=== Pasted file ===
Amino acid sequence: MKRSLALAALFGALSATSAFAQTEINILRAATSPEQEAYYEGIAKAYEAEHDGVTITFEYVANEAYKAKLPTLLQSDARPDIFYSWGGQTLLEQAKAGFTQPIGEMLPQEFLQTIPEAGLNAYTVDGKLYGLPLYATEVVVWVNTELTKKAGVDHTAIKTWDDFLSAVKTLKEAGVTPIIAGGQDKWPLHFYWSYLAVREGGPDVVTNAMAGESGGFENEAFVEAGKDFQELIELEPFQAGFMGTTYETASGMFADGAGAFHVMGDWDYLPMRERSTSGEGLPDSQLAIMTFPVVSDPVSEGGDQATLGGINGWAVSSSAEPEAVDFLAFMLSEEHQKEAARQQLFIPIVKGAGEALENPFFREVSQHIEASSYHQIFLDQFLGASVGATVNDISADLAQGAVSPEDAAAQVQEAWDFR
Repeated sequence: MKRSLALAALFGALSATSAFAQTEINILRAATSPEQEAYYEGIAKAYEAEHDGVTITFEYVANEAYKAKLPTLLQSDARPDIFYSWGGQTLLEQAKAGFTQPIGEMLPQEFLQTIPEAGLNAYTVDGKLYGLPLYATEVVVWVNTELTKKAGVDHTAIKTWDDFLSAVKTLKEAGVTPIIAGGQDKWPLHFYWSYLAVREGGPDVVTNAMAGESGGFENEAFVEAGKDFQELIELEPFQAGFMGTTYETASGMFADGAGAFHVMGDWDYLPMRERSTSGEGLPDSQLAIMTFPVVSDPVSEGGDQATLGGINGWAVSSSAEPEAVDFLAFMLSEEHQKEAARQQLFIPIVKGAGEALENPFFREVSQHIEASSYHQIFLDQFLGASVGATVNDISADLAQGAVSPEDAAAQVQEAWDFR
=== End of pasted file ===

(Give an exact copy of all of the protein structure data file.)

Amino acid sequence: MKRSLALAALFGALSATSAFAQTEINILRAATSPEQEAYYEGIAKAYEAEHDGVTITFEYVANEAYKAKLPTLLQSDARPDIFYSWGGQTLLEQAKAGFTQPIGEMLPQEFLQTIPEAGLNAYTVDGKLYGLPLYATEVVVWVNTELTKKAGVDHTAIKTWDDFLSAVKTLKEAGVTPIIAGGQDKWPLHFYWSYLAVREGGPDVVTNAMAGESGGFENEAFVEAGKDFQELIELEPFQAGFMGTTYETASGMFADGAGAFHVMGDWDYLPMRERSTSGEGLPDSQLAIMTFPVVSDPVSEGGDQATLGGINGWAVSSSAEPEAVDFLAFMLSEEHQKEAARQQLFIPIVKGAGEALENPFFREVSQHIEASSYHQIFLDQFLGASVGATVNDISADLAQGAVSPEDAAAQVQEAWDFR
Repeated sequence: MKRSLALAALFGALSATSAFAQTEINILRAATSPEQEAYYEGIAKAYEAEHDGVTITFEYVANEAYKAKLPTLLQSDARPDIFYSWGGQTLLEQAKAGFTQPIGEMLPQEFLQTIPEAGLNAYTVDGKLYGLPLYATEVVVWVNTELTKKAGVDHTAIKTWDDFLSAVKTLKEAGVTPIIAGGQDKWPLHFYWSYLAVREGGPDVVTNAMAGESGGFENEAFVEAGKDFQELIELEPFQAGFMGTTYETASGMFADGAGAFHVMGDWDYLPMRERSTSGEGLPDSQLAIMTFPVVSDPVSEGGDQATLGGINGWAVSSSAEPEAVDFLAFMLSEEHQKEAARQQLFIPIVKGAGEALENPFFREVSQHIEASSYHQIFLDQFLGASVGATVNDISADLAQGAVSPEDAAAQVQEAWDFR